The COP27 conference on climate change, to be held in Egypt in November 2022 represents the next opportunity for all to join in promoting the effective implementation of the Paris Agreement. For this reason too, I recently authorized the Holy See, in the name of and on behalf of the Vatican City State, to accede to the UN Framework Convention on Climate Change and the Paris Agreement, in the hope that the humanity of the 21st century “will be remembered for having generously shouldered its grave responsibilities” (ibid., 65). The effort to achieve the Paris goal of limiting temperature increase to 1.5°C is quite demanding; it calls for responsible cooperation between all nations in presenting climate plans or more ambitious nationally determined contributions in order to reduce to zero, as quickly as possible, net greenhouse gas emissions. This means “converting” models of consumption and production, as well as lifestyles, in a way more respectful of creation and the integral human development of all peoples, present and future, a development grounded in responsibility, prudence/precaution, solidarity, concern for the poor and for future generations. Underlying all this, there is need for a covenant between human beings and the environment, which, for us believers, is a mirror reflecting “the creative love of God, from whom we come and towards whom we are journeying”. The transition brought about by this conversion cannot neglect the demands of justice, especially for those workers who are most affected by the impact of climate change.
For its part, the COP15 summit on biodiversity, to be held in Canada in December, will offer to the goodwill of governments a significant opportunity to adopt a new multilateral agreement to halt the destruction of ecosystems and the extinction of species. According to the ancient wisdom of the Jubilee, we need to “remember, return, rest and restore”. In order to halt the further collapse of biodiversity, our God-given “network of life”, let us pray and urge nations to reach agreement on four key principles: 1. to construct a clear ethical basis for the changes needed to save biodiversity; 2. to combat the loss of biodiversity, to support conservation and cooperation, and to satisfy people’s needs in a sustainable way; 3. to promote global solidarity in light of the fact that biodiversity is a global common good demanding a shared commitment; and 4. to give priority to people in situations of vulnerability, including those most affected by the loss of biodiversity, such as indigenous peoples, the elderly and the young.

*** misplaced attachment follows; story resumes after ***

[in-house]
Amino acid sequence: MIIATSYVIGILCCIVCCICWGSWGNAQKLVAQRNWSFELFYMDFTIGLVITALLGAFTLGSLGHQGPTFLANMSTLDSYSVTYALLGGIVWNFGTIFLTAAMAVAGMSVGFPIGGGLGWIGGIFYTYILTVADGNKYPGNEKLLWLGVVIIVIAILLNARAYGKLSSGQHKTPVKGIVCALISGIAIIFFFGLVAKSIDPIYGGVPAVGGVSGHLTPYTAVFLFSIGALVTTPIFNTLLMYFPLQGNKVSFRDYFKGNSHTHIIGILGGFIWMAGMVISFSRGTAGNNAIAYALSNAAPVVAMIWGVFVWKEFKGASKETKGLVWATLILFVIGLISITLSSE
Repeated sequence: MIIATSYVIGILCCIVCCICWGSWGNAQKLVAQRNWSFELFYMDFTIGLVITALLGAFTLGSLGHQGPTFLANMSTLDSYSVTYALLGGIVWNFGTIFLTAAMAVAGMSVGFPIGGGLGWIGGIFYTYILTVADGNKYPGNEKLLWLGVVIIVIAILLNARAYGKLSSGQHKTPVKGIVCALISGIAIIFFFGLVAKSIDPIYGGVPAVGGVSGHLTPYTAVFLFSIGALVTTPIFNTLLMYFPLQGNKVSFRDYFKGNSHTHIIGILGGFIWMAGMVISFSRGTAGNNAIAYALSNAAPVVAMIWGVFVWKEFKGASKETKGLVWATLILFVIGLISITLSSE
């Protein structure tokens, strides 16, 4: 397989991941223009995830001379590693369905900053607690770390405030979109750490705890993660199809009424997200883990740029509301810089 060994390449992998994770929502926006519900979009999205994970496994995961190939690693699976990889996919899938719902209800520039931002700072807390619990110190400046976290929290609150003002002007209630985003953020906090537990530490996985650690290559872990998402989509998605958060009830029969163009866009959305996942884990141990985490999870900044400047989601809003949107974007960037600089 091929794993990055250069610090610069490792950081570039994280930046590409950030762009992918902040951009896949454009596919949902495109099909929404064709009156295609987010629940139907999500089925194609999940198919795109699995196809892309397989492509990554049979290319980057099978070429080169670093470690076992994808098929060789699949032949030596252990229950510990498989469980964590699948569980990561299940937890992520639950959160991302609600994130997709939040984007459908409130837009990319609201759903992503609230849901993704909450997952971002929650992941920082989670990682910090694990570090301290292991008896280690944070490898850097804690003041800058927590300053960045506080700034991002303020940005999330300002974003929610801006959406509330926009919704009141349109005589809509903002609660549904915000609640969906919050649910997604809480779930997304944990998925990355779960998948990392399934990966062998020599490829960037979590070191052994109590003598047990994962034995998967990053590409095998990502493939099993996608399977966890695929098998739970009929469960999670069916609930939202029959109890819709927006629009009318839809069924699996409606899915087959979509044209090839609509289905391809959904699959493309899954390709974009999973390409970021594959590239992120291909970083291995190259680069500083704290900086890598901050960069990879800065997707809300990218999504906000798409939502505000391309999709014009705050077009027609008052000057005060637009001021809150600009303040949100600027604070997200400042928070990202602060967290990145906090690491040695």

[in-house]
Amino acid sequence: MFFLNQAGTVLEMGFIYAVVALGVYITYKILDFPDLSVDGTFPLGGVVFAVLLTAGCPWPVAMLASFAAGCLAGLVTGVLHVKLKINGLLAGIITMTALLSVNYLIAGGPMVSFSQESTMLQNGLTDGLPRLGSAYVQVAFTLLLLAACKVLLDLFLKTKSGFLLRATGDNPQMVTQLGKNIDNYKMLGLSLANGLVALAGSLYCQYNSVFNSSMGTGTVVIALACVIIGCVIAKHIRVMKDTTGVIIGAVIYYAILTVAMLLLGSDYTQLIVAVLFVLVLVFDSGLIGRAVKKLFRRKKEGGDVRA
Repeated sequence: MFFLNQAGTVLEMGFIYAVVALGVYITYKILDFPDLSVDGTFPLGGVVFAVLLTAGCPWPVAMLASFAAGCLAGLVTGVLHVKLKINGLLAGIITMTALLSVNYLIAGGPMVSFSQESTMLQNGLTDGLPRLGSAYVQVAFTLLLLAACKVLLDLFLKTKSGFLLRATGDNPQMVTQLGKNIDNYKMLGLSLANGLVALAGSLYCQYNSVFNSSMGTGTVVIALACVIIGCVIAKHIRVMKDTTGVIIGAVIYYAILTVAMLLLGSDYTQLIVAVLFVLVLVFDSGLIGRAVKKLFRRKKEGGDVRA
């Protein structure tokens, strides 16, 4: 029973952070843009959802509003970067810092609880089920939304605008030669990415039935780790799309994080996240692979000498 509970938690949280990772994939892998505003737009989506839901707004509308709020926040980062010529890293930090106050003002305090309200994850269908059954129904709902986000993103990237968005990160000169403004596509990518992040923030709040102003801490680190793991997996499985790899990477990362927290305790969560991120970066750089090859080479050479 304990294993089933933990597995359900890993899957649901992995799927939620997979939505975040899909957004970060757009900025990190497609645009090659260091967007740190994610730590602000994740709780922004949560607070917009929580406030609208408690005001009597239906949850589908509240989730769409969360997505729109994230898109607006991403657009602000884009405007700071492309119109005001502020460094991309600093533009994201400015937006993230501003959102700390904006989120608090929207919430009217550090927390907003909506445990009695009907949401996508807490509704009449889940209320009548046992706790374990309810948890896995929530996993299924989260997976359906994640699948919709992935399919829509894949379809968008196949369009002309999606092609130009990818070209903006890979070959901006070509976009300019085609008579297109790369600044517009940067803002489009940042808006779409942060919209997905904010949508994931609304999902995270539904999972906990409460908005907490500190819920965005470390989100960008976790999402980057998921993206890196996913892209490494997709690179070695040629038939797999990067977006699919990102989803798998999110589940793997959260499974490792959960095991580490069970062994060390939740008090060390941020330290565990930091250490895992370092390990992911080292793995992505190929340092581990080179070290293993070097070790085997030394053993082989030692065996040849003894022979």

Let me repeat: “In the name of God, I ask the great extractive industries – mining, oil, forestry, real estate, agribusiness – to stop destroying forests, wetlands, and mountains, to stop polluting rivers and seas, to stop poisoning food and people”.
How can we fail to acknowledge the existence of an “ecological debt” (Laudato Si’, 51) incurred by the economically richer countries, who have polluted most in the last two centuries; this demands that they take more ambitious steps at COP27 and at COP15. In addition to determined action within their borders, this means keeping their promises of financial and technical support for the economically poorer nations, which are already experiencing most of the burden of the climate crisis. It would also be fitting to give urgent consideration to further financial support for the conservation of biodiversity. Even the economically less wealthy countries have significant albeit “diversified” responsibilities (cf. ibid., 52) in this regard; delay on the part of others can never justify our own failure to act. It is necessary for all of us to act decisively. For we are reaching “a breaking point” (cf. ibid., 61).
During this Season of Creation, let us pray that COP27 and COP15 can serve to unite the human family (cf. ibid., 13) in effectively confronting the double crisis of climate change and the reduction of biodiversity. Mindful of the exhortation of Saint Paul to rejoice with those who rejoice and to weep with those who weep (cf. Rom 12:15), let us weep with the anguished plea of creation. Let us hear that plea and respond to it with deeds, so that we and future generations can continue to rejoice in creation’s sweet song of life and hope.
Rome, Saint John Lateran, 16 July 2022, Memorial of Our Lady of Mount Carmel
This message by Pope Francis comes to us from God himself. We have to listen to him. We have to ask the Holy Spirit to give us the courage, the energy we need to try again to cry out against what the fossil fuel powerful companies are doing to our Earth. Dear God, please show us the way!
Let us join together wherever you are, praying the Holy Spirit will guide us.